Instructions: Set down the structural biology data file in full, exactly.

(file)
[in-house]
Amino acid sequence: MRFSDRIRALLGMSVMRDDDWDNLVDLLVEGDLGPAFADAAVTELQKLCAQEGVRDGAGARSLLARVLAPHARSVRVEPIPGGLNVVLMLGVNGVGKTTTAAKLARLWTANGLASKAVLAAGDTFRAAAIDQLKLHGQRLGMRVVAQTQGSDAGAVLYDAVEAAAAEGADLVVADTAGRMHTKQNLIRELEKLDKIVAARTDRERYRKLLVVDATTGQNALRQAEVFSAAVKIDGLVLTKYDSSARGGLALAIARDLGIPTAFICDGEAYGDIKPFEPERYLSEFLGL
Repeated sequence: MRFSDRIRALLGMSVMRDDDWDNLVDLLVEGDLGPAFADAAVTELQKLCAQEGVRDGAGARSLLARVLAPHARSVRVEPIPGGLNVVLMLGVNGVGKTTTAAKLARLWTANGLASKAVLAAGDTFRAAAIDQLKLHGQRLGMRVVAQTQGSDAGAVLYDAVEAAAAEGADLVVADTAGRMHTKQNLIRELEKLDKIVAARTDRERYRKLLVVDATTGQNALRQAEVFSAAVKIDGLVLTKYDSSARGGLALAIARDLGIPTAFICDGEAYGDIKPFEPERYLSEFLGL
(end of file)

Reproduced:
[in-house]
Amino acid sequence: MRFSDRIRALLGMSVMRDDDWDNLVDLLVEGDLGPAFADAAVTELQKLCAQEGVRDGAGARSLLARVLAPHARSVRVEPIPGGLNVVLMLGVNGVGKTTTAAKLARLWTANGLASKAVLAAGDTFRAAAIDQLKLHGQRLGMRVVAQTQGSDAGAVLYDAVEAAAAEGADLVVADTAGRMHTKQNLIRELEKLDKIVAARTDRERYRKLLVVDATTGQNALRQAEVFSAAVKIDGLVLTKYDSSARGGLALAIARDLGIPTAFICDGEAYGDIKPFEPERYLSEFLGL
Repeated sequence: MRFSDRIRALLGMSVMRDDDWDNLVDLLVEGDLGPAFADAAVTELQKLCAQEGVRDGAGARSLLARVLAPHARSVRVEPIPGGLNVVLMLGVNGVGKTTTAAKLARLWTANGLASKAVLAAGDTFRAAAIDQLKLHGQRLGMRVVAQTQGSDAGAVLYDAVEAAAAEGADLVVADTAGRMHTKQNLIRELEKLDKIVAARTDRERYRKLLVVDATTGQNALRQAEVFSAAVKIDGLVLTKYDSSARGGLALAIARDLGIPTAFICDGEAYGDIKPFEPERYLSEFLGL